Learn another language if you expect to do a lot of business in a particular country, but a few words will do for the others. You can also hire someone from another country, perhaps someone attending a local university, to help. As a competitive advantage, let your customers know which languages your staff speaks. Take people from other countries out to dinner, and learn everything you can about the culture. The elite in other countries may speak English, but not perfectly, and you may need to talk to their employees. Counting on translators for delicate negotiations can be tricky, and it's helpful to know what people are saying when they think you don't know the language!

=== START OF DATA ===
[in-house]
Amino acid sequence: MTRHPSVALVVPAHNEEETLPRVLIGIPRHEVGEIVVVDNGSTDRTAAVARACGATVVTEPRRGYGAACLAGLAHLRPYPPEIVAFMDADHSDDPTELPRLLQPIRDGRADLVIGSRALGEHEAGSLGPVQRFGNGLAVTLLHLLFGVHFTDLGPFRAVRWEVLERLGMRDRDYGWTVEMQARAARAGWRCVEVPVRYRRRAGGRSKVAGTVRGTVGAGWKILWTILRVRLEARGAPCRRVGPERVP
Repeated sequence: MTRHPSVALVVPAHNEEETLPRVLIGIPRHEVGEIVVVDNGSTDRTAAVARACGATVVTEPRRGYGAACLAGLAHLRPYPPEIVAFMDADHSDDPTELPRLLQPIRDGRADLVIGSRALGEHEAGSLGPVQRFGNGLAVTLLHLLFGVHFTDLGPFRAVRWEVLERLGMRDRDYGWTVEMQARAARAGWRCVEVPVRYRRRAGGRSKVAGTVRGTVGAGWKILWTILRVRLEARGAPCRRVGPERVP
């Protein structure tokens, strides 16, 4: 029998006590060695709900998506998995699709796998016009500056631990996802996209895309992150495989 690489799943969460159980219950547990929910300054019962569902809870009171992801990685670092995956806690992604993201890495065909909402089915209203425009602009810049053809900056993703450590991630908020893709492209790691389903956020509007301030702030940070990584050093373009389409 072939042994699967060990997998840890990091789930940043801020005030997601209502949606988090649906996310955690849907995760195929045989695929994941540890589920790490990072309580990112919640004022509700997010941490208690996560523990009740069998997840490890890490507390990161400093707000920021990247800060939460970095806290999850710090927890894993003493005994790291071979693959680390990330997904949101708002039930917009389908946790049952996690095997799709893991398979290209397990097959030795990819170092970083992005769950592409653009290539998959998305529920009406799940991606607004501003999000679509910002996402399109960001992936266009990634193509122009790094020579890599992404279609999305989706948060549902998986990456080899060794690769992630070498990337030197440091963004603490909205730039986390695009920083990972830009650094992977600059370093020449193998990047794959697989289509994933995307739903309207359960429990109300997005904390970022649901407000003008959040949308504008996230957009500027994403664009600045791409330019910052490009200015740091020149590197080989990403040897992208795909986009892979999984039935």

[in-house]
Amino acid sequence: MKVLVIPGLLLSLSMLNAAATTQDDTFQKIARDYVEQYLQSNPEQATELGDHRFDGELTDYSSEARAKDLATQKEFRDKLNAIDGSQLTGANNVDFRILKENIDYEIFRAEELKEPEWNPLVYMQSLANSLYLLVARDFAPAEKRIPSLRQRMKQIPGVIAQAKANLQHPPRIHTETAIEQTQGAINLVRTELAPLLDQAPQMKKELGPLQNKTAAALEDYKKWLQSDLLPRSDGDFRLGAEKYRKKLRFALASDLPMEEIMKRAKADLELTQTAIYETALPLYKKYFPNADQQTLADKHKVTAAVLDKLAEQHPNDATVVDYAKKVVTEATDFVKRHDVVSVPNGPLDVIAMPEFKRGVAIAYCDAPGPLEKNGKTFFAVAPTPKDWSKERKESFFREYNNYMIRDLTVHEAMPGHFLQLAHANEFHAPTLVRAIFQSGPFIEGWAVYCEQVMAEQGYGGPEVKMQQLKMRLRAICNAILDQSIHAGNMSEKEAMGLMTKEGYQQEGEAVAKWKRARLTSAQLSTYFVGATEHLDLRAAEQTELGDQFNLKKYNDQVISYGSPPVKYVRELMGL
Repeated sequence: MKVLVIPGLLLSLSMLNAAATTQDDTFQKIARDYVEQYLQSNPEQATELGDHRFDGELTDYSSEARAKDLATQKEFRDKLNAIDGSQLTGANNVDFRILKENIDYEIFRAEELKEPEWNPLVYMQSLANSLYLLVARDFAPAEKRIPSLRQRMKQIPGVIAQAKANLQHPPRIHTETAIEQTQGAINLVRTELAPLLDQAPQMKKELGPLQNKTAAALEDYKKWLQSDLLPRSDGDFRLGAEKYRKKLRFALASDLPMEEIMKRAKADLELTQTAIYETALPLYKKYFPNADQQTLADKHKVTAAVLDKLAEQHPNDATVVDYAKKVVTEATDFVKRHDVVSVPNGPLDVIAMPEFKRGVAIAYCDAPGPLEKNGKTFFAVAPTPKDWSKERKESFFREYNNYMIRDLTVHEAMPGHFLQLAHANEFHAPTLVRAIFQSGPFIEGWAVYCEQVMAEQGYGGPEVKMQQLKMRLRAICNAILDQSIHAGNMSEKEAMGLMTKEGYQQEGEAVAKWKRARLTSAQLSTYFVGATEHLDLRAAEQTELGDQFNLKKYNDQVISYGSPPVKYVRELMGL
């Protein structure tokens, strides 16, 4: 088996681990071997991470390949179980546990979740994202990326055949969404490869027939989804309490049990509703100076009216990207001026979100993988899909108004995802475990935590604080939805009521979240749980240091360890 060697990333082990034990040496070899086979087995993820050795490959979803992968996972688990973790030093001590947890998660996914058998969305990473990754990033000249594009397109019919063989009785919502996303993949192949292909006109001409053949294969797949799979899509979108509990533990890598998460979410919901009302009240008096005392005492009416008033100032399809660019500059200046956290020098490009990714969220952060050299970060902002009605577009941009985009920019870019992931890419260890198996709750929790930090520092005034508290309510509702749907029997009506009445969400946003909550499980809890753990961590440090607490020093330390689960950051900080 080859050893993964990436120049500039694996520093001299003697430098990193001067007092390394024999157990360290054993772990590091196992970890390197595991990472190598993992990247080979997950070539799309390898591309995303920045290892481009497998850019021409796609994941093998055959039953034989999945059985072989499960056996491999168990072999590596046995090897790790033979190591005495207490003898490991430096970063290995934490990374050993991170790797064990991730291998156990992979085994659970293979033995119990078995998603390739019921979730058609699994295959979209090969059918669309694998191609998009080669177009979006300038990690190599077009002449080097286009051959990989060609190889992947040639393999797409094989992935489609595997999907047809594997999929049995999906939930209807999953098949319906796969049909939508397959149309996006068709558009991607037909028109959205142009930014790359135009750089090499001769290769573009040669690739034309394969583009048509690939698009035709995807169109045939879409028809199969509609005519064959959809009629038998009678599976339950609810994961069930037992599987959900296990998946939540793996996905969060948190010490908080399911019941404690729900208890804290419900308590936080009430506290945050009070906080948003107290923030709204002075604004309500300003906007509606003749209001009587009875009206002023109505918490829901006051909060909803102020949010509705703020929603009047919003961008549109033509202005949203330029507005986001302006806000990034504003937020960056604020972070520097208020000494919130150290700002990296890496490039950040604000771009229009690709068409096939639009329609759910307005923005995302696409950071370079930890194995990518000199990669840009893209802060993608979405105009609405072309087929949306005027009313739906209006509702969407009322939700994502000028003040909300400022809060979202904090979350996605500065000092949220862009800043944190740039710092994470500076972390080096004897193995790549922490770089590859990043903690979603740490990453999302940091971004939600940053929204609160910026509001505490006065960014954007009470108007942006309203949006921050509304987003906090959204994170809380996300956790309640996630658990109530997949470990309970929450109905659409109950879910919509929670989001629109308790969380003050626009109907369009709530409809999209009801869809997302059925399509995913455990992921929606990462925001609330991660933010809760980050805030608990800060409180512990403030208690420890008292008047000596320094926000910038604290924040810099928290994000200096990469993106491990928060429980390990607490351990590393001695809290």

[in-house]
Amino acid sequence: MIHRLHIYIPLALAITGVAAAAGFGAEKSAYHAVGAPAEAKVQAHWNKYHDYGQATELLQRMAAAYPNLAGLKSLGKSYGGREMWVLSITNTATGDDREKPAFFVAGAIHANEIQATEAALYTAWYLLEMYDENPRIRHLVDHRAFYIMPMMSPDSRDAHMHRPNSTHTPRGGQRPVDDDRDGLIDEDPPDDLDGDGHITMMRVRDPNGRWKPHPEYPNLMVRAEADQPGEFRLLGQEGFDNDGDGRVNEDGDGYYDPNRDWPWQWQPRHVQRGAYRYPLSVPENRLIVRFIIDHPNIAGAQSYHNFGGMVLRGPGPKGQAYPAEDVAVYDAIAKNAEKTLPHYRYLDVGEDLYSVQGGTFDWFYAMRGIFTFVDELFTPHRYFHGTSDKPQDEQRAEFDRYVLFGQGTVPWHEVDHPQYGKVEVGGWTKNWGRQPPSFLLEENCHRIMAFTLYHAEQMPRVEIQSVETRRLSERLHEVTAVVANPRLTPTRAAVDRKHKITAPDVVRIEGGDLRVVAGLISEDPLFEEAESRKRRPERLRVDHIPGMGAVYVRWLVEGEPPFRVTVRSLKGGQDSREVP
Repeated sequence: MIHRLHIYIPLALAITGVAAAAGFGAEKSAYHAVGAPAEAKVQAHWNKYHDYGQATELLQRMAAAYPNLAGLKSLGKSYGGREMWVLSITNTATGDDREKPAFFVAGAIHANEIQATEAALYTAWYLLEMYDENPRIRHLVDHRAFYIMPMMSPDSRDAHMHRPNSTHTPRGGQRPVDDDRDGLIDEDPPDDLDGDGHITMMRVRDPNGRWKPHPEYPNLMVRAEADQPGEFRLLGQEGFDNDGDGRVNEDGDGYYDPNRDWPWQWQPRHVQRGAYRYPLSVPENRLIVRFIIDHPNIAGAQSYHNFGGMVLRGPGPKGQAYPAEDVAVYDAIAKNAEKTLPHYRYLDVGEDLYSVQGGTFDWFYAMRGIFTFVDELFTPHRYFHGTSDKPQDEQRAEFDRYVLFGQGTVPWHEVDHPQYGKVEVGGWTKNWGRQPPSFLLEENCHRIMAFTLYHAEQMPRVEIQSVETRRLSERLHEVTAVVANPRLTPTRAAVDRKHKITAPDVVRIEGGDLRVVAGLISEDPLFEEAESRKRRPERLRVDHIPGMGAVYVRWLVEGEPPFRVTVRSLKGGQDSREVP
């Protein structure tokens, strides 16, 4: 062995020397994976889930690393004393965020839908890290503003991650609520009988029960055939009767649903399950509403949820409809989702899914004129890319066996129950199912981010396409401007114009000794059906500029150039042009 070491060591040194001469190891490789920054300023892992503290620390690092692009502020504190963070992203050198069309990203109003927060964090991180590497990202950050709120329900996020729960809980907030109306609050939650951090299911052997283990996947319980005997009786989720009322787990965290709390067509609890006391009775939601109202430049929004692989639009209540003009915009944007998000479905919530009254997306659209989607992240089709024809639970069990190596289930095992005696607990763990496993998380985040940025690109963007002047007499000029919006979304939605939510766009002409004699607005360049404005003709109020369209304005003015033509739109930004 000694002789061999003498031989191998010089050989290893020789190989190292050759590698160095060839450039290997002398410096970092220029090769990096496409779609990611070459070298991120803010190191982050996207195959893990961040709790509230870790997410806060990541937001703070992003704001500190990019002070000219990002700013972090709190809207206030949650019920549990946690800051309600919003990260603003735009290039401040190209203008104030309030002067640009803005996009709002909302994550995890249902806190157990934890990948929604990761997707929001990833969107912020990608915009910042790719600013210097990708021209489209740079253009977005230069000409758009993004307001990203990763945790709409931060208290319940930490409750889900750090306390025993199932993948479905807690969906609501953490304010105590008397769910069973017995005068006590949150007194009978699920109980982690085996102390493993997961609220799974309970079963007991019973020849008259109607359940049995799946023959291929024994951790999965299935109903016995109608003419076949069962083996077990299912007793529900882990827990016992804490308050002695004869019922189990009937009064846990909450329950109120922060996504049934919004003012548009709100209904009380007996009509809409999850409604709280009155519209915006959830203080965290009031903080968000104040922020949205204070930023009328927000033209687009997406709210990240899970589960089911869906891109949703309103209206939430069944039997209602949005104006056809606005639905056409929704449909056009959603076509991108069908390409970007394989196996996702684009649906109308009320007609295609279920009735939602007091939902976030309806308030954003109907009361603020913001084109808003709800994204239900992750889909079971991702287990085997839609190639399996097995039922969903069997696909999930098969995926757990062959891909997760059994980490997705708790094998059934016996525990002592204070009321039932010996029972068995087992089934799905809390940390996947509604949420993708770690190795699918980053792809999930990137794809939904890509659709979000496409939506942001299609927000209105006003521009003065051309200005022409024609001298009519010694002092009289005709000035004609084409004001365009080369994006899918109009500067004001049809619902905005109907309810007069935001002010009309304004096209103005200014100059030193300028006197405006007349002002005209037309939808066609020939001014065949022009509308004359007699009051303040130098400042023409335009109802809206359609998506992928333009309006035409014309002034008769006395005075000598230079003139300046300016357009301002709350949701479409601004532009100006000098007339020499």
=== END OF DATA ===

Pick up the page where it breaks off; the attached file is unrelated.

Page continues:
Entrepreneur:The flip side of the foreign opportunity is that companies in other countries can more easily come into our domestic market. How can small companies protect themselves from increased foreign competition in the United States?

Kanter: The same resources for any international issue apply here. Even if you don't care about selling your products beyond your typical customers in the United States, you have to ask your customers who else they're hearing from.

Being incredibly close to customers and giving them extra services are keys to learning about potential competitors and how to counter [their efforts] with innovations. A lot of foreign and, of course, national companies are looking at profitable niche markets they can get into. It's happened with ambulance companies, funeral homes, dry cleaners, cleaning services and temporary help agencies.